The Snowy River Game


At the Snowy River, a large round boulder poked its head out of the water, 40 yards away from where we stood on the bank. Coen (pronounced COON) picked up a stone and threw it in a high arc at the grey rock. He missed, left and short. Then, left and long. Then, right and long. Short. Left and short.

The deep plunk of each miss was like a cry for help, and soon Felix and I joined in, tripling the lonely sound. But now we have a game.

Left. Short. Left and short. WAY short; there is some laughter from the girls watching. But we must have a winner. Right. Right. All three of us right. We show no progress, pluck our throwing stones from the ground quickly and without our earlier discrimination. Once it had seemed we would never run out of ammo, but now I imagine our misses may run the rock aground, push the river up over our ankles.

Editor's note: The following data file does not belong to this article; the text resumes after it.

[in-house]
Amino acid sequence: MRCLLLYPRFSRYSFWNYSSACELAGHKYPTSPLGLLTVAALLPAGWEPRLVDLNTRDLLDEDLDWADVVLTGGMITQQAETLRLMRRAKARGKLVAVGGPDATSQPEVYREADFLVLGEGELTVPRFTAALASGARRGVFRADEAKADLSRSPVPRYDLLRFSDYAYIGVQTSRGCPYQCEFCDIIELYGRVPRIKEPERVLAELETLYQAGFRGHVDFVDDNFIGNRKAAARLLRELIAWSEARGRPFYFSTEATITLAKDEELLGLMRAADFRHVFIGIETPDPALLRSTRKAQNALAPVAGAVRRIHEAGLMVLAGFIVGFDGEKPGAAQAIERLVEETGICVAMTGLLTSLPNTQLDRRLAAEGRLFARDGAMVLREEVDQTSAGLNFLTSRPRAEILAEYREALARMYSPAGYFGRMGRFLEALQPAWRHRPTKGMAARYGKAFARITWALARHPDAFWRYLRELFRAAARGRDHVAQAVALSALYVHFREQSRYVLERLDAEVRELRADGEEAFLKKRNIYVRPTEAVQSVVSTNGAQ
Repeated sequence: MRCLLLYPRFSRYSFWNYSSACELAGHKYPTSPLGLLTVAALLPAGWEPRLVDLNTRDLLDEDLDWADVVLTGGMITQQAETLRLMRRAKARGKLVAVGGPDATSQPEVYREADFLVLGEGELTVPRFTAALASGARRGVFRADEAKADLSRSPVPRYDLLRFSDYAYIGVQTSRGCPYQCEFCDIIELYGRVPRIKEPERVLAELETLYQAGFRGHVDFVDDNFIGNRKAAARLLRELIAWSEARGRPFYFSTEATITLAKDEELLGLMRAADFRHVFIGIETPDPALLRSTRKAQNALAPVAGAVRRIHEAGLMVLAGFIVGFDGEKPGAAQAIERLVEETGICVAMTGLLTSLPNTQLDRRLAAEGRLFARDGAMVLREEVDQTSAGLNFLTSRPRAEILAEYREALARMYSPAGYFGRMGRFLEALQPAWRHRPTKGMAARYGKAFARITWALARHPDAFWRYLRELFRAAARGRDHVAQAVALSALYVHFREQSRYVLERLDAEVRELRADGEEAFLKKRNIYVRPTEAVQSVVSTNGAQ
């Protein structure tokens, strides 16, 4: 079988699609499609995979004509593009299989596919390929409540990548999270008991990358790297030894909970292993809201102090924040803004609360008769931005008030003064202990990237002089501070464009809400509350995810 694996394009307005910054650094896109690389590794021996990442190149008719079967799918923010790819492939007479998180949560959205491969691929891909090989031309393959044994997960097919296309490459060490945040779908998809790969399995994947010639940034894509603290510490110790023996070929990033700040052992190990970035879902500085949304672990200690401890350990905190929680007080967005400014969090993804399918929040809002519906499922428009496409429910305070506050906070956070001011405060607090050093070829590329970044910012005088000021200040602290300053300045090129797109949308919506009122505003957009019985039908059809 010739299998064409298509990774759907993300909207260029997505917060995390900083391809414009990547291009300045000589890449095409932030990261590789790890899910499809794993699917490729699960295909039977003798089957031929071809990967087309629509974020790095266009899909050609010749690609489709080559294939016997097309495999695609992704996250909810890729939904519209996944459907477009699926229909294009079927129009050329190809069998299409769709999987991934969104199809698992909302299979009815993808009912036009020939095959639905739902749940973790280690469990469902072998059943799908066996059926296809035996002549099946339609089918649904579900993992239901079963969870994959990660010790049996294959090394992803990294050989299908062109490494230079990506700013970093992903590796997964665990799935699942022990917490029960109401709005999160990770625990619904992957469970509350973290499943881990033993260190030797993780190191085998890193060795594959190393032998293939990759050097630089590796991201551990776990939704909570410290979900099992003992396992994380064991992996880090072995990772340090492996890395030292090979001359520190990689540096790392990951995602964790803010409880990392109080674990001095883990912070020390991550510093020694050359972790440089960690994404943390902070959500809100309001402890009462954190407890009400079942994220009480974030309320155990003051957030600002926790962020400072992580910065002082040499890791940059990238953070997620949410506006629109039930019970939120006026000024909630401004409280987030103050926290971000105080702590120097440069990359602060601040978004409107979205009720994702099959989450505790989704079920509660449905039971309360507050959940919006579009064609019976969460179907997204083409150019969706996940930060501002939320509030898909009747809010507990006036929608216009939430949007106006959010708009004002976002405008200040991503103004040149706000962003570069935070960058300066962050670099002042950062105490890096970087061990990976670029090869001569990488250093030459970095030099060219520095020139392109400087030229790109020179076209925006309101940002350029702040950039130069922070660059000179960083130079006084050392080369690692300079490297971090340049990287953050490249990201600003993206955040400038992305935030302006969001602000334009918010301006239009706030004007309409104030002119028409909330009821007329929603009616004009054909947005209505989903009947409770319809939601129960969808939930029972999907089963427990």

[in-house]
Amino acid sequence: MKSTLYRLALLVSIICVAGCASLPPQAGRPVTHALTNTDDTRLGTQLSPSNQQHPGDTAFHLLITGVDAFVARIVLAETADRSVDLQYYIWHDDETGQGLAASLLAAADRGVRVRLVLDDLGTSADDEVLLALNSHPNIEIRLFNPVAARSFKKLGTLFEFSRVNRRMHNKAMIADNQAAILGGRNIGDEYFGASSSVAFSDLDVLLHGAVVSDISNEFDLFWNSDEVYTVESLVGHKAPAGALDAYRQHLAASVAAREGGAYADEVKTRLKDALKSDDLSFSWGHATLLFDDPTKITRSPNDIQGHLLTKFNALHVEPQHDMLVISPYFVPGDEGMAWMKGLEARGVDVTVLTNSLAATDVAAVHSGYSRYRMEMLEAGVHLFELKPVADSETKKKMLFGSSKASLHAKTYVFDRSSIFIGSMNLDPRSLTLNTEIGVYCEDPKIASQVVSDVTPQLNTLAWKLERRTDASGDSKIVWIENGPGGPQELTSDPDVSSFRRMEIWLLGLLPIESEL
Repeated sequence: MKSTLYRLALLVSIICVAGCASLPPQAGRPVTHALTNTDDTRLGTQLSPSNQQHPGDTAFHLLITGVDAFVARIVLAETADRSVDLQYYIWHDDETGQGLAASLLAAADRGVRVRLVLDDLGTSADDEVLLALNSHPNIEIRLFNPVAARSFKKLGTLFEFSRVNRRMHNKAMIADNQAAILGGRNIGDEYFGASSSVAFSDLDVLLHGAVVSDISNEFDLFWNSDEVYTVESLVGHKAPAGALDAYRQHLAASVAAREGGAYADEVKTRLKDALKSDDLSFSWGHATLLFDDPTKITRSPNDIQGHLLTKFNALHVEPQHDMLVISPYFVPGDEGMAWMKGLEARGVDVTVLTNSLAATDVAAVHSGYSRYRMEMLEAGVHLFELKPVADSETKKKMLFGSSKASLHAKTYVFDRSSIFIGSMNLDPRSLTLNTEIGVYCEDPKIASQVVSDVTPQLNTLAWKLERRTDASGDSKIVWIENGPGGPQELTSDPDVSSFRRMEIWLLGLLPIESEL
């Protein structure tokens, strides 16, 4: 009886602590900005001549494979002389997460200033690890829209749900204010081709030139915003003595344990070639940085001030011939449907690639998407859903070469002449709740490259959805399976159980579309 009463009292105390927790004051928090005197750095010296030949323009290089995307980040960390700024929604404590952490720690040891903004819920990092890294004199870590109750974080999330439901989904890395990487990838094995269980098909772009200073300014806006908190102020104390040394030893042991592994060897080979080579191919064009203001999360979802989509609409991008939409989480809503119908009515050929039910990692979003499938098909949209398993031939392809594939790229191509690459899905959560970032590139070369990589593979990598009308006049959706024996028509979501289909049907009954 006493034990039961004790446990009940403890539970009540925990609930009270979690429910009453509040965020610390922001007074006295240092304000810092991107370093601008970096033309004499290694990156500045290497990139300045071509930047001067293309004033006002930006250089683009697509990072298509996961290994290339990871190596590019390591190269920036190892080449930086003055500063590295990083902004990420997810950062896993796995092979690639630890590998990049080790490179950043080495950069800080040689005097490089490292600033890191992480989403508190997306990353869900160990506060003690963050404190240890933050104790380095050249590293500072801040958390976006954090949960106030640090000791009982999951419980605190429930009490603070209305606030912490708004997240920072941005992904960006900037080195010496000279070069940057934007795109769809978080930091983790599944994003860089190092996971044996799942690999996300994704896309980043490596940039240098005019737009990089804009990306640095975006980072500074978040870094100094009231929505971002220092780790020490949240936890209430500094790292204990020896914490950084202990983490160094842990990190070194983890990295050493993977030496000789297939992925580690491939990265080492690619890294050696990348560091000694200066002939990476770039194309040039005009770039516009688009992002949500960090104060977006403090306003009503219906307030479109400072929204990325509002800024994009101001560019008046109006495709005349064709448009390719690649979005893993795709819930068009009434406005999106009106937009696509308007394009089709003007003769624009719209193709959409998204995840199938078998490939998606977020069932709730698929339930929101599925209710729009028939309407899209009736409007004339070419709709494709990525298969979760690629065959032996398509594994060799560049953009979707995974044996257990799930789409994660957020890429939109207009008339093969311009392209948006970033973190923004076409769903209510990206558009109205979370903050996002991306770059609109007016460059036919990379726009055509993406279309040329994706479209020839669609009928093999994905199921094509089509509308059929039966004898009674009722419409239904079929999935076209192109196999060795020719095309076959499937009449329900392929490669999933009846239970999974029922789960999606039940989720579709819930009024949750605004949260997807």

None of the girls play, but they watch politely and disguise their disinterest. They offer their attention now for ours later, when there will be wine and dark and the light of a foreign moon. An ancient and civilized compromise.

Though our arms are burning rubber, there can be no stopping. We must have a winner.

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